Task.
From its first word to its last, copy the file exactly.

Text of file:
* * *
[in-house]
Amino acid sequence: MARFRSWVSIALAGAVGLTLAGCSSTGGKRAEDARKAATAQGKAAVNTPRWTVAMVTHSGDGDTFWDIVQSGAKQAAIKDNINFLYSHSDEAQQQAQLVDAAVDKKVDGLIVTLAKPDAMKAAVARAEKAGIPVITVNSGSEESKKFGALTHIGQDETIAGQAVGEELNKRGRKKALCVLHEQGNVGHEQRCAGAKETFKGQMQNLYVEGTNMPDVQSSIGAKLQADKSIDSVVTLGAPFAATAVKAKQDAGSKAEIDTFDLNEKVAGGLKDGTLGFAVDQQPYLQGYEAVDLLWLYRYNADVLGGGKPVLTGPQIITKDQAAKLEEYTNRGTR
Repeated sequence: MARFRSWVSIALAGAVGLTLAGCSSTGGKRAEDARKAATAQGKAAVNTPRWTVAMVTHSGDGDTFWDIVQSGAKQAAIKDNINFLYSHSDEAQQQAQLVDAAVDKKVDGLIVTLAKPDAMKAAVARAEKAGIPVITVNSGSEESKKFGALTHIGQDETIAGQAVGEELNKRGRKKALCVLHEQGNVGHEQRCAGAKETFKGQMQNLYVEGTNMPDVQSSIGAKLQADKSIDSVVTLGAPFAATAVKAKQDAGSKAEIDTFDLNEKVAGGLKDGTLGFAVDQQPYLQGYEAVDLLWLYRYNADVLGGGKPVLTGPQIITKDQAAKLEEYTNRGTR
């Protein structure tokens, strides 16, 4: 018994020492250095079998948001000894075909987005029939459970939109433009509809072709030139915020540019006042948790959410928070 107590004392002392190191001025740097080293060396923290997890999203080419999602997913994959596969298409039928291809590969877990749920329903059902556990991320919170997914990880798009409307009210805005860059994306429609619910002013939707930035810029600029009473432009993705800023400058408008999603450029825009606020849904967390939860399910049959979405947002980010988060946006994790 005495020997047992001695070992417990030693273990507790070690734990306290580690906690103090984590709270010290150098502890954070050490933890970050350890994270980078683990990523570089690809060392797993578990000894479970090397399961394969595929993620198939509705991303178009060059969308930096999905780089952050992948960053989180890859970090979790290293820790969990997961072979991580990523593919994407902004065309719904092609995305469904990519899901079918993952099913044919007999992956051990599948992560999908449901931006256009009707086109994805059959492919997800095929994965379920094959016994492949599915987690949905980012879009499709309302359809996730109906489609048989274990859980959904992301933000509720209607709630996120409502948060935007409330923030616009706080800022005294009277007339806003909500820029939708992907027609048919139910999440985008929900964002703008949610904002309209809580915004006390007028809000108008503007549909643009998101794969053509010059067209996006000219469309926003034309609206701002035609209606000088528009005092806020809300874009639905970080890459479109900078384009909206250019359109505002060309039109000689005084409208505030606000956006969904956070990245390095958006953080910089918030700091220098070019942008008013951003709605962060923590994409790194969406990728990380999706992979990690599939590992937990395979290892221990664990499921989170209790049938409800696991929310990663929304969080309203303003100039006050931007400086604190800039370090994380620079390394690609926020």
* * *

[in-house]
Amino acid sequence: MARFRSWVSIALAGAVGLTLAGCSSTGGKRAEDARKAATAQGKAAVNTPRWTVAMVTHSGDGDTFWDIVQSGAKQAAIKDNINFLYSHSDEAQQQAQLVDAAVDKKVDGLIVTLAKPDAMKAAVARAEKAGIPVITVNSGSEESKKFGALTHIGQDETIAGQAVGEELNKRGRKKALCVLHEQGNVGHEQRCAGAKETFKGQMQNLYVEGTNMPDVQSSIGAKLQADKSIDSVVTLGAPFAATAVKAKQDAGSKAEIDTFDLNEKVAGGLKDGTLGFAVDQQPYLQGYEAVDLLWLYRYNADVLGGGKPVLTGPQIITKDQAAKLEEYTNRGTR
Repeated sequence: MARFRSWVSIALAGAVGLTLAGCSSTGGKRAEDARKAATAQGKAAVNTPRWTVAMVTHSGDGDTFWDIVQSGAKQAAIKDNINFLYSHSDEAQQQAQLVDAAVDKKVDGLIVTLAKPDAMKAAVARAEKAGIPVITVNSGSEESKKFGALTHIGQDETIAGQAVGEELNKRGRKKALCVLHEQGNVGHEQRCAGAKETFKGQMQNLYVEGTNMPDVQSSIGAKLQADKSIDSVVTLGAPFAATAVKAKQDAGSKAEIDTFDLNEKVAGGLKDGTLGFAVDQQPYLQGYEAVDLLWLYRYNADVLGGGKPVLTGPQIITKDQAAKLEEYTNRGTR
């Protein structure tokens, strides 16, 4: 018994020492250095079998948001000894075909987005029939459970939109433009509809072709030139915020540019006042948790959410928070 107590004392002392190191001025740097080293060396923290997890999203080419999602997913994959596969298409039928291809590969877990749920329903059902556990991320919170997914990880798009409307009210805005860059994306429609619910002013939707930035810029600029009473432009993705800023400058408008999603450029825009606020849904967390939860399910049959979405947002980010988060946006994790 005495020997047992001695070992417990030693273990507790070690734990306290580690906690103090984590709270010290150098502890954070050490933890970050350890994270980078683990990523570089690809060392797993578990000894479970090397399961394969595929993620198939509705991303178009060059969308930096999905780089952050992948960053989180890859970090979790290293820790969990997961072979991580990523593919994407902004065309719904092609995305469904990519899901079918993952099913044919007999992956051990599948992560999908449901931006256009009707086109994805059959492919997800095929994965379920094959016994492949599915987690949905980012879009499709309302359809996730109906489609048989274990859980959904992301933000509720209607709630996120409502948060935007409330923030616009706080800022005294009277007339806003909500820029939708992907027609048919139910999440985008929900964002703008949610904002309209809580915004006390007028809000108008503007549909643009998101794969053509010059067209996006000219469309926003034309609206701002035609209606000088528009005092806020809300874009639905970080890459479109900078384009909206250019359109505002060309039109000689005084409208505030606000956006969904956070990245390095958006953080910089918030700091220098070019942008008013951003709605962060923590994409790194969406990728990380999706992979990690599939590992937990395979290892221990664990499921989170209790049938409800696991929310990663929304969080309203303003100039006050931007400086604190800039370090994380620079390394690609926020």